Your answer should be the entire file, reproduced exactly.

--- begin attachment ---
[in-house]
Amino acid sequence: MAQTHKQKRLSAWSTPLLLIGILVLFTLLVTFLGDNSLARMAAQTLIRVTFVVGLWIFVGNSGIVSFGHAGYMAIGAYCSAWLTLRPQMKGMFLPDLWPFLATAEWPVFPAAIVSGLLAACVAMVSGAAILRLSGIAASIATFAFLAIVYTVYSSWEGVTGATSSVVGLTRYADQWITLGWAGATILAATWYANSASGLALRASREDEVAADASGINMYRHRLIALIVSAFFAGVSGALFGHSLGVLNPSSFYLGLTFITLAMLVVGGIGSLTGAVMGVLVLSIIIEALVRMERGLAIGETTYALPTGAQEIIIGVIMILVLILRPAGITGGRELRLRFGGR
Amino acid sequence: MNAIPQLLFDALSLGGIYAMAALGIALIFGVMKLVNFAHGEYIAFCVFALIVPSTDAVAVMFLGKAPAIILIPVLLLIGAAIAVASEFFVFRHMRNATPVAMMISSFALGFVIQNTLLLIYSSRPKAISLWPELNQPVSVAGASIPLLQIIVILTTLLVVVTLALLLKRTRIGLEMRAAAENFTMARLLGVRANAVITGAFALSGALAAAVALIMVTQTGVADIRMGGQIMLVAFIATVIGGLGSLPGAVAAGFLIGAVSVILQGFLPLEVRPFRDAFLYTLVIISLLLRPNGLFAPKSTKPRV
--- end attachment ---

[in-house]
Amino acid sequence: MAQTHKQKRLSAWSTPLLLIGILVLFTLLVTFLGDNSLARMAAQTLIRVTFVVGLWIFVGNSGIVSFGHAGYMAIGAYCSAWLTLRPQMKGMFLPDLWPFLATAEWPVFPAAIVSGLLAACVAMVSGAAILRLSGIAASIATFAFLAIVYTVYSSWEGVTGATSSVVGLTRYADQWITLGWAGATILAATWYANSASGLALRASREDEVAADASGINMYRHRLIALIVSAFFAGVSGALFGHSLGVLNPSSFYLGLTFITLAMLVVGGIGSLTGAVMGVLVLSIIIEALVRMERGLAIGETTYALPTGAQEIIIGVIMILVLILRPAGITGGRELRLRFGGR
Amino acid sequence: MNAIPQLLFDALSLGGIYAMAALGIALIFGVMKLVNFAHGEYIAFCVFALIVPSTDAVAVMFLGKAPAIILIPVLLLIGAAIAVASEFFVFRHMRNATPVAMMISSFALGFVIQNTLLLIYSSRPKAISLWPELNQPVSVAGASIPLLQIIVILTTLLVVVTLALLLKRTRIGLEMRAAAENFTMARLLGVRANAVITGAFALSGALAAAVALIMVTQTGVADIRMGGQIMLVAFIATVIGGLGSLPGAVAAGFLIGAVSVILQGFLPLEVRPFRDAFLYTLVIISLLLRPNGLFAPKSTKPRV